During the Second World War, the United Kingdom faced severe shortages of essential raw materials. To keep its armaments factories running, the British government enlisted millions of people in efforts to recycle a wide range of materials for use in munitions production. Recycling not only supplied British munitions factories with much-needed raw materials - it also played a key role in the efforts of the British government to maintain the morale of its citizens, to secure billions of dollars in Lend-Lease aid from the United States, and to uncover foreign intelligence. However, Britain's wartime recycling campaign came at a cost: it consumed items that would never have been destroyed under normal circumstances, including significant parts of the nation's cultural heritage. Based on extensive archival research, Peter Thorsheim examines the relationship between armaments production, civil liberties, cultural preservation, and diplomacy, making Waste into Weapons the first in-depth history of twentieth-century recycling in Britain.Recycling in Britain during the Second World War Peter Thorsheim ... In addition to promoting increased salvage, the Ministry of Supply unleashed a raft of regulations that restricted the use of paper to a ... resources not only from the waste stream but also from objects that people would never have discarded in peacetime.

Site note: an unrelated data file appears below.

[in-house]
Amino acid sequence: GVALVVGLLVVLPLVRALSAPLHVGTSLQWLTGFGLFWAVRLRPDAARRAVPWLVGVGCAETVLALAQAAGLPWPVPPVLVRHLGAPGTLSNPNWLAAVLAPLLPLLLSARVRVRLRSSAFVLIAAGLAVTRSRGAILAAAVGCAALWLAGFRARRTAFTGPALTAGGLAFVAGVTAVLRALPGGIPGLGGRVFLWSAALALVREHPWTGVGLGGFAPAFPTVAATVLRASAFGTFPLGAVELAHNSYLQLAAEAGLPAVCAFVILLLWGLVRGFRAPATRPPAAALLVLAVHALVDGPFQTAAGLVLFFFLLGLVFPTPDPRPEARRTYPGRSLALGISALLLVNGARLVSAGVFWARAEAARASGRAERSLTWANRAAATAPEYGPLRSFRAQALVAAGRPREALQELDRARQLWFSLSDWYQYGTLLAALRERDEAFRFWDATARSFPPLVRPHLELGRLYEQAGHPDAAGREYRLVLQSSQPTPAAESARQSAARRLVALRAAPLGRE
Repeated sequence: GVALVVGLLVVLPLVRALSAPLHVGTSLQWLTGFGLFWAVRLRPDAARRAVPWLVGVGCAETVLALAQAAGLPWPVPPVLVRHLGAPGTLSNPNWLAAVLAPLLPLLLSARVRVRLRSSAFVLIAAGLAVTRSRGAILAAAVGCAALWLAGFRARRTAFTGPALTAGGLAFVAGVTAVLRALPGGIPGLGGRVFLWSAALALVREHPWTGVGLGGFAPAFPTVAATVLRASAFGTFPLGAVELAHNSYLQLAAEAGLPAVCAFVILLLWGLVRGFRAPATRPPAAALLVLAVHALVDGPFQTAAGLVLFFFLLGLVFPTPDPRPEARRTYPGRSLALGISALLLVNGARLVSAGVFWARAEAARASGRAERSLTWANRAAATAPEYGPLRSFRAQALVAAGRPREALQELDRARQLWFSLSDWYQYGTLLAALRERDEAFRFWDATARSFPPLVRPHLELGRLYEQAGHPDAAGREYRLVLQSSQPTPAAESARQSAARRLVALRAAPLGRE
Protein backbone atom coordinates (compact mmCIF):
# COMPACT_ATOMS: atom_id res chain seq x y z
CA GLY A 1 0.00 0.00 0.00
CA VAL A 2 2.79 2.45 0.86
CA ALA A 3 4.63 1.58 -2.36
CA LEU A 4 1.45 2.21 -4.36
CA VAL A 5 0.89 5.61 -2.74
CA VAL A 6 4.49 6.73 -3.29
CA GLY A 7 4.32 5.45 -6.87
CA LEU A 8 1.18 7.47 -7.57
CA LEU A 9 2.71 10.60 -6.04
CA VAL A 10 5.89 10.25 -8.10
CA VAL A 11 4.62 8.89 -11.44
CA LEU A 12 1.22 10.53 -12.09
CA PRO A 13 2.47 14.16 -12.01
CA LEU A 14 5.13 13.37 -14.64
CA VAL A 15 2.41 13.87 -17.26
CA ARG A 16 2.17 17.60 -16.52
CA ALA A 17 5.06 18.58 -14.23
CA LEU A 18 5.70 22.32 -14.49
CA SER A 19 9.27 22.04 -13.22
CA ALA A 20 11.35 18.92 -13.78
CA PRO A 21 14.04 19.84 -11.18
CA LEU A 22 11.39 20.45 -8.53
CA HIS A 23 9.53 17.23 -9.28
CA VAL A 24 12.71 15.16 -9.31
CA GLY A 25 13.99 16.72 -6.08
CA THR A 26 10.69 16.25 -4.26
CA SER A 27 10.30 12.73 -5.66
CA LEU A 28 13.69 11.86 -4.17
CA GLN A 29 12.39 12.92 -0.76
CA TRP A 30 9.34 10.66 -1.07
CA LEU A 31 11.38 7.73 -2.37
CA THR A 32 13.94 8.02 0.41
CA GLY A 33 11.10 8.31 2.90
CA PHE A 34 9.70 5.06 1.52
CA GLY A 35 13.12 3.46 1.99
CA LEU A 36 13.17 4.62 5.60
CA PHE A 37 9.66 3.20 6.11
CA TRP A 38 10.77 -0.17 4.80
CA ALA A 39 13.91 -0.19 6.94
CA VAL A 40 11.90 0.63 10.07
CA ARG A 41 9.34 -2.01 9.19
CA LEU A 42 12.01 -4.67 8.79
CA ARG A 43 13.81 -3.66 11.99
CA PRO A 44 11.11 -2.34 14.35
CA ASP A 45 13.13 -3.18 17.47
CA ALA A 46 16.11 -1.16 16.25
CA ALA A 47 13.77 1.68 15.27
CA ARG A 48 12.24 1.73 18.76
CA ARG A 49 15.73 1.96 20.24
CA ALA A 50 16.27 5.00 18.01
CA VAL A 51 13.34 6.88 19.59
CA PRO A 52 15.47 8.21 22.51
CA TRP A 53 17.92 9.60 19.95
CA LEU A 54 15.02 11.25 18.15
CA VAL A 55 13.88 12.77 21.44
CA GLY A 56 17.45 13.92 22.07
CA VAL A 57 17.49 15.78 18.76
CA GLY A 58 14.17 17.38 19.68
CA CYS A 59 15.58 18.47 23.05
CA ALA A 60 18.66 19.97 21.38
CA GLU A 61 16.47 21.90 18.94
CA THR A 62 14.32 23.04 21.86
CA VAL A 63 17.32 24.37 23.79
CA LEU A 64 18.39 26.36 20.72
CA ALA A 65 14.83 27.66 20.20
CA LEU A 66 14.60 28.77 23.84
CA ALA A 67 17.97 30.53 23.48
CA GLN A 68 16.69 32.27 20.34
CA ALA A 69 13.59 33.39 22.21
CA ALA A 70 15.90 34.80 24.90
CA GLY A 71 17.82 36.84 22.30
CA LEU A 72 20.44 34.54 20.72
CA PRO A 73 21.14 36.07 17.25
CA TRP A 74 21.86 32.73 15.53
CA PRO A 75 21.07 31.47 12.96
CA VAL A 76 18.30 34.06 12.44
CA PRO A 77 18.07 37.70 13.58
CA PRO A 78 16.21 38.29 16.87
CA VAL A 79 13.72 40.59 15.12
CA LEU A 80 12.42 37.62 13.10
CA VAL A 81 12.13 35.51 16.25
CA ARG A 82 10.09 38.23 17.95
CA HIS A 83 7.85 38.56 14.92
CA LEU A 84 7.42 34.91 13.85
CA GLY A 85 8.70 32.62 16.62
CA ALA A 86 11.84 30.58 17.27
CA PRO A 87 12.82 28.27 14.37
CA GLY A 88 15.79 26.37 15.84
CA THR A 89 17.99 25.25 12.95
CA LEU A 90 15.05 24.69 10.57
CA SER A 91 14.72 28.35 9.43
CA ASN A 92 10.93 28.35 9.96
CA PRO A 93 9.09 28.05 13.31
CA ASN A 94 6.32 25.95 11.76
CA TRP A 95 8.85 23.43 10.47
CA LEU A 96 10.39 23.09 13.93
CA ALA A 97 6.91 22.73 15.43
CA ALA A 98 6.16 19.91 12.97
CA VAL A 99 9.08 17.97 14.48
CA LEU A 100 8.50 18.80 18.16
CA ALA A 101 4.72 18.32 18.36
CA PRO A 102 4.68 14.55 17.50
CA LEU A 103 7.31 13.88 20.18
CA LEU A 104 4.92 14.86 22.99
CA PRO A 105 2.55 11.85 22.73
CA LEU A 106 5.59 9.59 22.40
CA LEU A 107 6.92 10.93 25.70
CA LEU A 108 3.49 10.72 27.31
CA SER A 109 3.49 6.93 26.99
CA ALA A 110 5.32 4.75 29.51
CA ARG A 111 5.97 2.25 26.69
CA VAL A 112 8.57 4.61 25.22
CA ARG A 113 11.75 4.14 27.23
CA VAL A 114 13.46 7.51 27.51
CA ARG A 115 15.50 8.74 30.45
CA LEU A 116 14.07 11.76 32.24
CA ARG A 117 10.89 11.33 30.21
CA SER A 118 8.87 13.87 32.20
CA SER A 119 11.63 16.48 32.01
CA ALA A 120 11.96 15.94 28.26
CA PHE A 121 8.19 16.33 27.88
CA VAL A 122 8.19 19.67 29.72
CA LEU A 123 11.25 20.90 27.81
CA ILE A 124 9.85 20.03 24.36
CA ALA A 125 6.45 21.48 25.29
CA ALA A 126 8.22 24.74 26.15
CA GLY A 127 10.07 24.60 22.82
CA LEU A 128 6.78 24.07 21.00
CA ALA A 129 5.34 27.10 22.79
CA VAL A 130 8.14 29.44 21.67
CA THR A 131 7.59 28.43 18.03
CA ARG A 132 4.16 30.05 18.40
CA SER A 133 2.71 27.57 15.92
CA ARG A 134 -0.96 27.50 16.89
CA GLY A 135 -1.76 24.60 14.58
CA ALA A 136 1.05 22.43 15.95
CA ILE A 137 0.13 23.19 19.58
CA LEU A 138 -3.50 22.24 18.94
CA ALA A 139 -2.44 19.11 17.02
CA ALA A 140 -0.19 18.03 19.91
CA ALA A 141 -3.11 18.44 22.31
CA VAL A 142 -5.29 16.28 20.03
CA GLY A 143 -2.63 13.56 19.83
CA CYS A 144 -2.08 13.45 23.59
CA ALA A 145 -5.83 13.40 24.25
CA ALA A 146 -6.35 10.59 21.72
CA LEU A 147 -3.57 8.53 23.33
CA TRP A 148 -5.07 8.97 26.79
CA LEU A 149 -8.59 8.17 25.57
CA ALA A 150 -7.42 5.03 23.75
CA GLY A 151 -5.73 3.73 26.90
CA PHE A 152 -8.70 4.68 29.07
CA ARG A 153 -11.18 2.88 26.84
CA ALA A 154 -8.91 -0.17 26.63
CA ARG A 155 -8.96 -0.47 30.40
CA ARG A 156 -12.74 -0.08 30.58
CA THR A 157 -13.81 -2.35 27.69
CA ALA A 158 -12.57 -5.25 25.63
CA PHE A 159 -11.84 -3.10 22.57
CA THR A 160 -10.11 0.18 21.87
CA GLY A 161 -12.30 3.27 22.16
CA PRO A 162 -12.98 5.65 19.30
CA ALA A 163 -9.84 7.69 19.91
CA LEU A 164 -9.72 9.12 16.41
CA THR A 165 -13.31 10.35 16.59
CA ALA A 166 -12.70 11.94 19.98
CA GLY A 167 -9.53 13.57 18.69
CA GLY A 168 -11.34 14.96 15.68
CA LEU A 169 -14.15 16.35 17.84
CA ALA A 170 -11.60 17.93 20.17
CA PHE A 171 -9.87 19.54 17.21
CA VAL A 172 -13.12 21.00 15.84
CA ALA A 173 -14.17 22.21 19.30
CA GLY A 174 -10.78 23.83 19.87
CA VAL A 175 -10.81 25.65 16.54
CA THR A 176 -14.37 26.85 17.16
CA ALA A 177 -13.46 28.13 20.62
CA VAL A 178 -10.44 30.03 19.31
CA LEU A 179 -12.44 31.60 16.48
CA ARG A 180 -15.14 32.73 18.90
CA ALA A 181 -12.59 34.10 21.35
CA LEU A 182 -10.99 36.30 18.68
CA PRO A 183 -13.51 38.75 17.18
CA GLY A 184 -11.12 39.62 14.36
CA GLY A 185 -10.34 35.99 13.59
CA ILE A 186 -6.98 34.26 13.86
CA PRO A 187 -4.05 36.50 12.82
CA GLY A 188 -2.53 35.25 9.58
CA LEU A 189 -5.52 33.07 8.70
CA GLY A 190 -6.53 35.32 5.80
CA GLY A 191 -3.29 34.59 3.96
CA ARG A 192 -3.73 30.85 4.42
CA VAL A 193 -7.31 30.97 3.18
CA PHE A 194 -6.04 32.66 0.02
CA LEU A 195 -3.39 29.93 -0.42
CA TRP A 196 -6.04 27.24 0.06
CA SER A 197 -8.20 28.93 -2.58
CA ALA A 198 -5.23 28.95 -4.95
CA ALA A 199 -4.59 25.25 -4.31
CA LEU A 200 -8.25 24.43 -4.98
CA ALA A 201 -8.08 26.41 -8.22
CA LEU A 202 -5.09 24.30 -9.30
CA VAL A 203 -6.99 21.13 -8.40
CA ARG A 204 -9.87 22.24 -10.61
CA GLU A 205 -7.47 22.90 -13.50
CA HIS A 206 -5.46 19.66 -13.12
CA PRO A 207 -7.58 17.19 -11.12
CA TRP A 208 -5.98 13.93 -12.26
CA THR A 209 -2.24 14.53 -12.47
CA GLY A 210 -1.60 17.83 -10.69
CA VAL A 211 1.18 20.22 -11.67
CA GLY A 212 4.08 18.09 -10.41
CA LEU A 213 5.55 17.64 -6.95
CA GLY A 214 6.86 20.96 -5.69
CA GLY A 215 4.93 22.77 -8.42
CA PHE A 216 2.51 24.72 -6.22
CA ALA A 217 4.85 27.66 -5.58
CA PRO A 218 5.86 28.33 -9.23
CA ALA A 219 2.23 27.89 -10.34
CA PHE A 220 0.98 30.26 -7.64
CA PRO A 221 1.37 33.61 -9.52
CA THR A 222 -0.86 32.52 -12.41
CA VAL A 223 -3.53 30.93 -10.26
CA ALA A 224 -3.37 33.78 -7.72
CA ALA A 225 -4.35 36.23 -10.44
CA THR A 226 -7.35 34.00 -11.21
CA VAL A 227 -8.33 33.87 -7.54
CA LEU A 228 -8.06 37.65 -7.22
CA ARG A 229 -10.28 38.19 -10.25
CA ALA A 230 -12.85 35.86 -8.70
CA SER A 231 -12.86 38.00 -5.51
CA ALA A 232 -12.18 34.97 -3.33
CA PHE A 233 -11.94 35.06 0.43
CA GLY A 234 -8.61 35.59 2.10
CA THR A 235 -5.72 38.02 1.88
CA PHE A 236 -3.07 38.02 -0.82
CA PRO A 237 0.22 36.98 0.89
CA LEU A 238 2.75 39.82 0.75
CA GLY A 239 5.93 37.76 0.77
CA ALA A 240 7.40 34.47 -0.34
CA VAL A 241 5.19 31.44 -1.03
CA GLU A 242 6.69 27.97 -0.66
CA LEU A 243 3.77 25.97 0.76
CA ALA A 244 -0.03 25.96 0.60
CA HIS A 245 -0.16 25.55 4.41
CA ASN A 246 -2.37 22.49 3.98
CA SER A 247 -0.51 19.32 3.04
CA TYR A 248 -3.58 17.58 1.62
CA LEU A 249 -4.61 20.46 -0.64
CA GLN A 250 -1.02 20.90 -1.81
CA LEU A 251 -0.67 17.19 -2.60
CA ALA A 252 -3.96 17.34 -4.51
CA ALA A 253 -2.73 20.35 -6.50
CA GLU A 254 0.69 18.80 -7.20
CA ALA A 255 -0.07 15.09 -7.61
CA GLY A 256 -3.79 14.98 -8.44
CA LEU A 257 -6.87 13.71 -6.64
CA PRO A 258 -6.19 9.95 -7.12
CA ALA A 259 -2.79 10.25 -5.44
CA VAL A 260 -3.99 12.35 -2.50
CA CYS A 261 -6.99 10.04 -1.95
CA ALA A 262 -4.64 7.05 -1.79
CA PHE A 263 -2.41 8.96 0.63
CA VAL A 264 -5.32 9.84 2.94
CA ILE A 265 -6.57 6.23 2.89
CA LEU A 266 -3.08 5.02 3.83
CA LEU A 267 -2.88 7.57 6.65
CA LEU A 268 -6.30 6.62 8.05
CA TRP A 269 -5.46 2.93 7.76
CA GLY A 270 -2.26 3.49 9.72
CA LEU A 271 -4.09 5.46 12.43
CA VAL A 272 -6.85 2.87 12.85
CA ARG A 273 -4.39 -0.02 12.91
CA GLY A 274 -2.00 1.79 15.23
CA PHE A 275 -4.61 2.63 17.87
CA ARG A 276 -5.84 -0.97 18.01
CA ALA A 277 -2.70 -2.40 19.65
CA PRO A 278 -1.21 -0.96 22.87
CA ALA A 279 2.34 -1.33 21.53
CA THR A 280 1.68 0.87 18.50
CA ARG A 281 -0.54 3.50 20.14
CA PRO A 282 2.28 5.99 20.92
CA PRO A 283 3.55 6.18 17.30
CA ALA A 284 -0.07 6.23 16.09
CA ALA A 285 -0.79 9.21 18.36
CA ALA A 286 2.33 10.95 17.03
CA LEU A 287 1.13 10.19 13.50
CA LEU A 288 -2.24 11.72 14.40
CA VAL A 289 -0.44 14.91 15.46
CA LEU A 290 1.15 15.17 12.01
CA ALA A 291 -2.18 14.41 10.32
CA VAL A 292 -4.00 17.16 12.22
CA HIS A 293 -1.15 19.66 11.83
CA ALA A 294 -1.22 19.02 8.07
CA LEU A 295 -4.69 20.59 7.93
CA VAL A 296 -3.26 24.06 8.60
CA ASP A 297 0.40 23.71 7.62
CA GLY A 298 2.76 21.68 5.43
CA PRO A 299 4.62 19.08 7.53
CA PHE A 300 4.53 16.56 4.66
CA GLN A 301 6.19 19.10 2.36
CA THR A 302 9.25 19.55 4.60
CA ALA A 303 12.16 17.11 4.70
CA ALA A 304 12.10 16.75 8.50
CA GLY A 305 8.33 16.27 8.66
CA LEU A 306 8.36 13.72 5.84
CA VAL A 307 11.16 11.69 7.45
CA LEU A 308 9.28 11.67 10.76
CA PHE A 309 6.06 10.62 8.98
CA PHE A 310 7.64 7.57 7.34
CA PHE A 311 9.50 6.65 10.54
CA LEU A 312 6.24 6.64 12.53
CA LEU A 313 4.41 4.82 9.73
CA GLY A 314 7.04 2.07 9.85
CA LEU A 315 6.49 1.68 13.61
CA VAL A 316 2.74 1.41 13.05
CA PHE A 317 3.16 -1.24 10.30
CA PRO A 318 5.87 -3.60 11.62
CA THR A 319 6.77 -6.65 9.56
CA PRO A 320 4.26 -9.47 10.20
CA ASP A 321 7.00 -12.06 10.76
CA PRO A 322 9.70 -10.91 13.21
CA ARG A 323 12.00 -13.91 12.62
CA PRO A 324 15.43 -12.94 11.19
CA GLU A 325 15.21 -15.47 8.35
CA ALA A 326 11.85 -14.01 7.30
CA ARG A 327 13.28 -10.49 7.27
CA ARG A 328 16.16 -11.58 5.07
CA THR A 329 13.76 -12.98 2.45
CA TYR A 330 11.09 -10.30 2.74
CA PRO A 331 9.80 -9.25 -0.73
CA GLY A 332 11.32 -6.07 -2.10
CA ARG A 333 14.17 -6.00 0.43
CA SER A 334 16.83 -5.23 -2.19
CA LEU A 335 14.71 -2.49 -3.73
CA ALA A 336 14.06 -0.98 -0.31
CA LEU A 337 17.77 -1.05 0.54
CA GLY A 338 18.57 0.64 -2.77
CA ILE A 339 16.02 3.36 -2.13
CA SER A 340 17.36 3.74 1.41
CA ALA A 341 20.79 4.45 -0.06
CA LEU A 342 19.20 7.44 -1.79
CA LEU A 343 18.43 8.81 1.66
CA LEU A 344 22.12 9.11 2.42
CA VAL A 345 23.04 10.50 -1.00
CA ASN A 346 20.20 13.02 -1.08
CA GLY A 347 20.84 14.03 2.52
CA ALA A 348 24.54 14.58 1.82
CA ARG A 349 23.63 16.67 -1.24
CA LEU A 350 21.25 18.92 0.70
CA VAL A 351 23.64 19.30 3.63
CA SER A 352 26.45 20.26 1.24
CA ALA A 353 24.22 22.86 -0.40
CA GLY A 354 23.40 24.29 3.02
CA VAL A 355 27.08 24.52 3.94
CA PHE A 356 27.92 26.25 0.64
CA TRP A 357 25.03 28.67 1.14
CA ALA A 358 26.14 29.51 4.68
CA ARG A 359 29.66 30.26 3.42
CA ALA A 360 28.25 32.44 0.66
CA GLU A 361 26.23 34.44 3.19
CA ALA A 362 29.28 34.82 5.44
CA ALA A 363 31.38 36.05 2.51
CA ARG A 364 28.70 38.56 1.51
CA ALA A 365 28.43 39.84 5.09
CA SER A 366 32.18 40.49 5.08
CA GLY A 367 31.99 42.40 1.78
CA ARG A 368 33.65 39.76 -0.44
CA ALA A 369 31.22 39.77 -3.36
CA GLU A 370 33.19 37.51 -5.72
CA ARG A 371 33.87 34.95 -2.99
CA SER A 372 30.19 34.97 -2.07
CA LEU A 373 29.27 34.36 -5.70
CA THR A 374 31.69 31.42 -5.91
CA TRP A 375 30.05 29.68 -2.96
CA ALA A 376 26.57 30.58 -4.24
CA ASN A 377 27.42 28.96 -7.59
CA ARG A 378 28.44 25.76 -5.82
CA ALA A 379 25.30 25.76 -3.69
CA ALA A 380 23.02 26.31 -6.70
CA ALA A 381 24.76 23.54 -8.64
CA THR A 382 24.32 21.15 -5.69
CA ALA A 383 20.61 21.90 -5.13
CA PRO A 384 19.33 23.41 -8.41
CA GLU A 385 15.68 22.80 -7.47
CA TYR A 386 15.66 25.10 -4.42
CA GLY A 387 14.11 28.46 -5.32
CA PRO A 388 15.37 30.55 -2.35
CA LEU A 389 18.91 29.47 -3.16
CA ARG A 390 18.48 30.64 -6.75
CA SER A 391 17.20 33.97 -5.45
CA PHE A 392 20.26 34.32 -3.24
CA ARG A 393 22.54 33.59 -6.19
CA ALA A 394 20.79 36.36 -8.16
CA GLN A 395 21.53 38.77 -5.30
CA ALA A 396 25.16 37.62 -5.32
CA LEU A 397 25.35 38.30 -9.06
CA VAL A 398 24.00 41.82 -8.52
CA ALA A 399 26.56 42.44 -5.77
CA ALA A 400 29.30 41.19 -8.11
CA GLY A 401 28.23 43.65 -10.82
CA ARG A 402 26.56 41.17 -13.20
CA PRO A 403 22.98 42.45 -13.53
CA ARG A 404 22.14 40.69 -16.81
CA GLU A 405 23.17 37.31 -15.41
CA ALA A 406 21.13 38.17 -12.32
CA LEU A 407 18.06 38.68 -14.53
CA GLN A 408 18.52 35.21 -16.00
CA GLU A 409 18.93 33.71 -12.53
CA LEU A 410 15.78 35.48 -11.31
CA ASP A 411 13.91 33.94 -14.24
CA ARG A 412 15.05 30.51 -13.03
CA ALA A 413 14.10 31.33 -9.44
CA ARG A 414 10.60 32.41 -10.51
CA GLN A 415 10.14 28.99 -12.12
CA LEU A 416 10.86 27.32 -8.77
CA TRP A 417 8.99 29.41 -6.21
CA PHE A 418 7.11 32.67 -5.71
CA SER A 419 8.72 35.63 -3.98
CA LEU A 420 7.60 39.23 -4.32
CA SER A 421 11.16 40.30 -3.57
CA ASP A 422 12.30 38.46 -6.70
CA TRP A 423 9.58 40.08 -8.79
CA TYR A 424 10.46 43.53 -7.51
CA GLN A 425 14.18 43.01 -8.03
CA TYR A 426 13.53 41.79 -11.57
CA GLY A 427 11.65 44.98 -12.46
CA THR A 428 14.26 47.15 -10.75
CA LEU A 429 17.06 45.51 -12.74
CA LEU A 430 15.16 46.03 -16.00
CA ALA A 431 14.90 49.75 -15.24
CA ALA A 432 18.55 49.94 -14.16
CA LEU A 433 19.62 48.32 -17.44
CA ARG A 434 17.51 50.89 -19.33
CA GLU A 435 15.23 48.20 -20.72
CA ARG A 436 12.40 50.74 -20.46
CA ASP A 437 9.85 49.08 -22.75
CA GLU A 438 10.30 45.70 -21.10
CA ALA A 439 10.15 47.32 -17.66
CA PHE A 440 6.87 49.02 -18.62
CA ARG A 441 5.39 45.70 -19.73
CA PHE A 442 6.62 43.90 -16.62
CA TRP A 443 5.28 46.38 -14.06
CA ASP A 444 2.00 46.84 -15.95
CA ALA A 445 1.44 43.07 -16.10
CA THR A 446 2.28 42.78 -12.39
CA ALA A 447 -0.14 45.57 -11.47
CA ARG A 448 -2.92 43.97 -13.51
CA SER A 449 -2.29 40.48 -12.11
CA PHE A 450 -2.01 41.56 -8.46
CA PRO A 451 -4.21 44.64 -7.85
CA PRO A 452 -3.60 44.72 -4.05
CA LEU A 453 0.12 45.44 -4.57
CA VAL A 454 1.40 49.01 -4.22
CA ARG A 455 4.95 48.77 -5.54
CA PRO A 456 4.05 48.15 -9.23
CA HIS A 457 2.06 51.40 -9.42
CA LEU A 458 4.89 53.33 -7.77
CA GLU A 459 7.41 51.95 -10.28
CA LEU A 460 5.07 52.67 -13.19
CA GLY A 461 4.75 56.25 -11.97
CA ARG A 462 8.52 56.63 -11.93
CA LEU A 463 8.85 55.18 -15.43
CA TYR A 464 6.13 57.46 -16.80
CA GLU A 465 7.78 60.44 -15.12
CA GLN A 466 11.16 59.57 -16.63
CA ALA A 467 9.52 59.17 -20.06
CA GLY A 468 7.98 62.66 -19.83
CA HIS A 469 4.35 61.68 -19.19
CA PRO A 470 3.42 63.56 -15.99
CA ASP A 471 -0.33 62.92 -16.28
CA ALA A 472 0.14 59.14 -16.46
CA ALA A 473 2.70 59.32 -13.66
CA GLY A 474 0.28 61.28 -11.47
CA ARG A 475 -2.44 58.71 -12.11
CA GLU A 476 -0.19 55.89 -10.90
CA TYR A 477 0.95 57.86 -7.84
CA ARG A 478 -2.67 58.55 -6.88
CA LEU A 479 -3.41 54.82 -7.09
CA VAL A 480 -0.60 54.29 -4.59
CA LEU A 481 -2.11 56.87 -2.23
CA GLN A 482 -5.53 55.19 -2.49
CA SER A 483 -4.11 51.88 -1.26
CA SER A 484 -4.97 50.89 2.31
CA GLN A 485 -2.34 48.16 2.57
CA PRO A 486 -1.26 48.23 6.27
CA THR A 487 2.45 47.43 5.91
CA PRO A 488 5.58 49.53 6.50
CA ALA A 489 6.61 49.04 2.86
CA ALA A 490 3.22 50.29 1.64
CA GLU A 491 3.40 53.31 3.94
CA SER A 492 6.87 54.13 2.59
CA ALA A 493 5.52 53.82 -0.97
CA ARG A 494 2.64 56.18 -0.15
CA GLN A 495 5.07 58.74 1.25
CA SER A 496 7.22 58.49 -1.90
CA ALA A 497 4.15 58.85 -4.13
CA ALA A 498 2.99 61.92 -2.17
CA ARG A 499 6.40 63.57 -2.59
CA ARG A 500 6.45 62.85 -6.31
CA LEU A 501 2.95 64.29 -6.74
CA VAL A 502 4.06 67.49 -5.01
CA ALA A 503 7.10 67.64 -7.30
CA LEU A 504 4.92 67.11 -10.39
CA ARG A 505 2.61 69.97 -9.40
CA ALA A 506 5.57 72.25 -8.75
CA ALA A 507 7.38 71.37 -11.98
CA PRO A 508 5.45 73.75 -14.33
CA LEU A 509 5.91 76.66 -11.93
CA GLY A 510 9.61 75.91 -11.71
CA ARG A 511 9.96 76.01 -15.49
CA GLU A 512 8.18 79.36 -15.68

|Title||:||Waste into Weapons|
|Publisher||:||Cambridge University Press - 2015-09-30|